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NPR 9770.1A
Effective Date: November 17, 2020
Expiration Date: November 17, 2025
Printable Format (PDF)

Subject: NASA Conference Approval and Reporting

Responsible Office: Office of the Chief Financial Officer

| TOC | Preface | Chapter1 | Chapter2 | Chapter3 | Chapter4 | Chapter5 | AppendixA | AppendixB | ALL |

Chapter 2. Conference Identification

2.1 General

2.1.1 In this directive, the term "conference" means a meeting, retreat, seminar, symposium, or event that involves attendee travel.

NOTE: This definition is from the Federal Travel Regulation (FTR), 41 C.F.R. §§300-3.1. The exclusions in Section 2 are based on 41 C.F.R. app. C to ch. 301. Both the FTR and OMB Memorandum M-12-12, as amended by OMB Memorandum M-17-08, recognize there is an overlap between the term "conference" and terms like "training," but unlike the FTR, OMB Memorandum M-12-12/17-08 requires reporting of all conference costs regardless of its additional purpose as training. In view of this, the scope of Section has been narrowed to exclude activities that might be reasonably considered "conferences" in terms of use under the FTR.

2.2. Exclusions

2.2.1 Operational Meeting. The term "conference" does not include Mission (Operational) Meetings. A Mission (Operational) Meeting is a meeting necessary to perform Agency managerial or operational activities as part of day-to-day operations. For purposes of this policy, there are two types of Operational Meetings, Formal Operational Meetings and Other Operational Meetings.

NOTE: Per 41 CFR §301 app. C to ch. 301 "Mission (Operational)" travel means travel to a particular site in order to perform operational or managerial activities. Travel to attend a meeting to discuss general agency operations, review status reports, or discuss topics of general interest.

Examples: Employee's day-to-day operational or managerial activities, as defined by the agency, to include, but not be limited to: hearings, site visits, information meetings, inspections, audits, investigations, and examinations. Formal Operational Meetings are operational meetings required under an NPD or NPR for project management or Agency governance purposes, including:

a. Governance Meeting: A meeting held for Agency governance by one of the Councils or Advisory Committees set forth in NPD 1000.3, NASA Organization.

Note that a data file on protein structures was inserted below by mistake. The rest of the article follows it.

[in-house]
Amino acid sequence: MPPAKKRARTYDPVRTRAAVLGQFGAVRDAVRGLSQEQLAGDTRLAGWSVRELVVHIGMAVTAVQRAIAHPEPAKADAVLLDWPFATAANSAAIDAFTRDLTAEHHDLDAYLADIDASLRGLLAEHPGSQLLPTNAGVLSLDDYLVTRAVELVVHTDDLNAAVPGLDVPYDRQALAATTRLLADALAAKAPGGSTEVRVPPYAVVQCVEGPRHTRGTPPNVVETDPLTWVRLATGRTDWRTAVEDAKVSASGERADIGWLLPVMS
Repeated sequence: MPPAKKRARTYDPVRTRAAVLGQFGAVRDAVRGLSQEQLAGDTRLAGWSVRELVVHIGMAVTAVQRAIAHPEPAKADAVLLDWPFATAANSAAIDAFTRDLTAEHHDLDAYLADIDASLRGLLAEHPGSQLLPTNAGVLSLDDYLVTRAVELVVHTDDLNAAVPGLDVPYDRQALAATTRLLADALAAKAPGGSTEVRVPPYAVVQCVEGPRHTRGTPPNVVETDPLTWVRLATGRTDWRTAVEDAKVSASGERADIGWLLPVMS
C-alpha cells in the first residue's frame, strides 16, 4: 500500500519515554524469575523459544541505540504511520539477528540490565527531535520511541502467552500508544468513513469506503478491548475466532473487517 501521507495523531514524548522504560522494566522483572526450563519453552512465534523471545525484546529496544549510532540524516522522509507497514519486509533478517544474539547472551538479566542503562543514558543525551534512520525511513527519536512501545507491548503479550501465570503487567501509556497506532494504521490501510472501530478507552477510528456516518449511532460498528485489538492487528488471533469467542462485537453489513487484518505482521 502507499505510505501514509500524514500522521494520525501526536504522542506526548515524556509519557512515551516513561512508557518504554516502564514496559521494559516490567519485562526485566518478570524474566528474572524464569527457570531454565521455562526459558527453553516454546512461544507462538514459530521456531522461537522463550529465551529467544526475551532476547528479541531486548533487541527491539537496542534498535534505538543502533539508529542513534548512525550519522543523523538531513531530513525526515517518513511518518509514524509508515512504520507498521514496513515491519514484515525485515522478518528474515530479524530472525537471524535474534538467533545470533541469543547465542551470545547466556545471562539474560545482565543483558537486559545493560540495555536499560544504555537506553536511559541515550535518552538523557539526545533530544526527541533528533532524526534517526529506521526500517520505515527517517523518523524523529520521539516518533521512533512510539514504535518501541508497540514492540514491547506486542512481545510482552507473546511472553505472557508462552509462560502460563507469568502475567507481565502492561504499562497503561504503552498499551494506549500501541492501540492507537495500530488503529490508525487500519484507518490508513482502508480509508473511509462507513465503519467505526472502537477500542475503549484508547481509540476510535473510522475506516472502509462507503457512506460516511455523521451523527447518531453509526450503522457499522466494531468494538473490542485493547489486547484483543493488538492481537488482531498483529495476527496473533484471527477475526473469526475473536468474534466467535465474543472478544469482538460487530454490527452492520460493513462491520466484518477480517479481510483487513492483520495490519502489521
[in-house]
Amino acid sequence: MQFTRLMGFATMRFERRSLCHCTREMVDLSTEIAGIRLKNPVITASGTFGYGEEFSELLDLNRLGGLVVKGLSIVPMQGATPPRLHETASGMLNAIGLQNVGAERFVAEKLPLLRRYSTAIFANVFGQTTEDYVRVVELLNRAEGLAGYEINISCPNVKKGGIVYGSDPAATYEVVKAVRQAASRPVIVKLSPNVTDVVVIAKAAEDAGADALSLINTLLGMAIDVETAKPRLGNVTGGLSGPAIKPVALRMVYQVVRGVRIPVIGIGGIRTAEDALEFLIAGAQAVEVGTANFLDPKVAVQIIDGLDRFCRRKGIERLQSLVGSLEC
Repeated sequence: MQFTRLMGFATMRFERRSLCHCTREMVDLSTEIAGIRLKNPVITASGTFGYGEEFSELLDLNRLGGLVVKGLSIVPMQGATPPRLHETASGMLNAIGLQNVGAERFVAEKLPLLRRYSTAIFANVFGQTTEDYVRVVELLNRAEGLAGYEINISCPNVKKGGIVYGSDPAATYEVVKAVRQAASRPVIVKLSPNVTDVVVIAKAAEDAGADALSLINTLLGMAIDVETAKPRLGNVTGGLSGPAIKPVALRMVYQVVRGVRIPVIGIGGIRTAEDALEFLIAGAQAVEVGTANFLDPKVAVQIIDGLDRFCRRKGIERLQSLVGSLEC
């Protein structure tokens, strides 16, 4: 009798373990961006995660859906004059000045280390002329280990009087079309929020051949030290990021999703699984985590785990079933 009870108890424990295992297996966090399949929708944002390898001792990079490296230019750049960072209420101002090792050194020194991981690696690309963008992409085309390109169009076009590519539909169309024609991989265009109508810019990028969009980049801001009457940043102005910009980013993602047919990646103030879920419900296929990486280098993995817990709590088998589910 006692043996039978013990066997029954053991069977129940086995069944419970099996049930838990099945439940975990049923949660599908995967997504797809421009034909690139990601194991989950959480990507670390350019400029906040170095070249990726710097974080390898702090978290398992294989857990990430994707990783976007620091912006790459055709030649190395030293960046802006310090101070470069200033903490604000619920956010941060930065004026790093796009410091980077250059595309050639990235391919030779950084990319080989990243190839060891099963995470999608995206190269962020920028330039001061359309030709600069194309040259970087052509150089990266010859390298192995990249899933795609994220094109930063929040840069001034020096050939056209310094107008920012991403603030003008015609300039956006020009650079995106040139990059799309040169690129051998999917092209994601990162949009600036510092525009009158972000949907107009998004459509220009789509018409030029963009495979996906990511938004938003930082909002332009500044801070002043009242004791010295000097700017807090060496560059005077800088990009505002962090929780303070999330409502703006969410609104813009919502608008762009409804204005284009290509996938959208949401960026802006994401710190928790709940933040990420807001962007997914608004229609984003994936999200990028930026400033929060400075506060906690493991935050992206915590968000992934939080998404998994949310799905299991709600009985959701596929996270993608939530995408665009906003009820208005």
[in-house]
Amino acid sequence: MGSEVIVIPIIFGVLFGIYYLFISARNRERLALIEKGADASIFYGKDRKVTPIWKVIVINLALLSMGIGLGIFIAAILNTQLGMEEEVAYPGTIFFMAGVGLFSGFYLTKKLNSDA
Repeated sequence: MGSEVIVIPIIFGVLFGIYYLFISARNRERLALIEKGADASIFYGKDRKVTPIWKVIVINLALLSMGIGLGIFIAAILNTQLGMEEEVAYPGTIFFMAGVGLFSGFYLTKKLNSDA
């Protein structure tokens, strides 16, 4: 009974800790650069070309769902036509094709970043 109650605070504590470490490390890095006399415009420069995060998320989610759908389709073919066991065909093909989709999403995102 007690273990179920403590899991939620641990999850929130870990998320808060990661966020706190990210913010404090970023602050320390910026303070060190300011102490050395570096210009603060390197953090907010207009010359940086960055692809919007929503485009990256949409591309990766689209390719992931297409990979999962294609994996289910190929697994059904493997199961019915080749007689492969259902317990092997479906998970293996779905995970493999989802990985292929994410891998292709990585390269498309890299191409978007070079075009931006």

b. Program and Project Management Meeting: A meeting required for program and project oversight, planning, review, and approval. Examples of these include meetings of the oversight bodies and reviews set forth in NASA's project management NPRs (NPR 7120.5, NASA Space Flight Program and Project Management Requirements, NPR 7120.7, NASA Information Technology Institutional Infrastructure Program and Project Management Requirements, and NPR 7120.8, NASA Research and Technology Program and Project Management Requirements) and program readiness reviews (NPD 8610.24, Launch Services Program Pre-Launch Readiness Reviews). Also included are all meetings with the Executive Office of the President or Congress. Other Operational Meetings. Meetings, other than Formal Operational Meetings, held in furtherance of NASA's missions and operations. Other Operational Meetings include the following (but exclude meetings under the Special Cases in Section

a. Other Programmatic and Institutional Meetings. Meetings necessary for NASA management or operational activities as part of routine Agency business. Included are activities such as project planning and prioritizations, project development work or operations, property management, reviews, audits, investigations, and inspections.

b. Interagency Meetings. Meetings with officials of another governmental agency (Federal, state, local, or international) on mission or operational matters of mutual interest to NASA and the other governmental agency, such as hearings, technical coordination, joint operations, or programmatic planning. Special Cases. There is an inevitable overlap between the terms "Operational Meeting" and "conference" as used in the FTR. Notwithstanding the operational focus of Other Operational Meetings under Sections, one can become a "conference" depending on how the event is structured. In view of this, to the extent an "Other Operational Meeting" also meets the following criteria, it will be considered a conference for purposes of this directive: